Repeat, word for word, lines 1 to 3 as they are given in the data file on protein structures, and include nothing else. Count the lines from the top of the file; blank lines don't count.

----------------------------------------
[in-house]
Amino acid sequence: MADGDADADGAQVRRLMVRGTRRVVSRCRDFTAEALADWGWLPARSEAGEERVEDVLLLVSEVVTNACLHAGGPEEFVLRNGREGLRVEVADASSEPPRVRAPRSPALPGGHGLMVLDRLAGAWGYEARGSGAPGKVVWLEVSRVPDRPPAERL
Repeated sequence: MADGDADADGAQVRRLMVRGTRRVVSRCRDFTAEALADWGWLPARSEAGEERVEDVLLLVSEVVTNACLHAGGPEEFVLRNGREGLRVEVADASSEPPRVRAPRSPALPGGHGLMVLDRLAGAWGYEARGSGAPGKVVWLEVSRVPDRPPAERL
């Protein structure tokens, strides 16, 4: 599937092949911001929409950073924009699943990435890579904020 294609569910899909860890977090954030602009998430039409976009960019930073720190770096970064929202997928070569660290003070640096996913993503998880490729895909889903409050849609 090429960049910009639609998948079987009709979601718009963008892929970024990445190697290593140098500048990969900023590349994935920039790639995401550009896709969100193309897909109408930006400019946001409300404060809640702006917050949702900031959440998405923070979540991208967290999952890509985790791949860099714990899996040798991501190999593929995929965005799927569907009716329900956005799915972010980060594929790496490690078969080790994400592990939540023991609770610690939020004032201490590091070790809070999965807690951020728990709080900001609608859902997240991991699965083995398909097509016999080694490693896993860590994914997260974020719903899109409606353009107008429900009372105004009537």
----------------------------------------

[in-house]
Amino acid sequence: MADGDADADGAQVRRLMVRGTRRVVSRCRDFTAEALADWGWLPARSEAGEERVEDVLLLVSEVVTNACLHAGGPEEFVLRNGREGLRVEVADASSEPPRVRAPRSPALPGGHGLMVLDRLAGAWGYEARGSGAPGKVVWLEVSRVPDRPPAERL
Repeated sequence: MADGDADADGAQVRRLMVRGTRRVVSRCRDFTAEALADWGWLPARSEAGEERVEDVLLLVSEVVTNACLHAGGPEEFVLRNGREGLRVEVADASSEPPRVRAPRSPALPGGHGLMVLDRLAGAWGYEARGSGAPGKVVWLEVSRVPDRPPAERL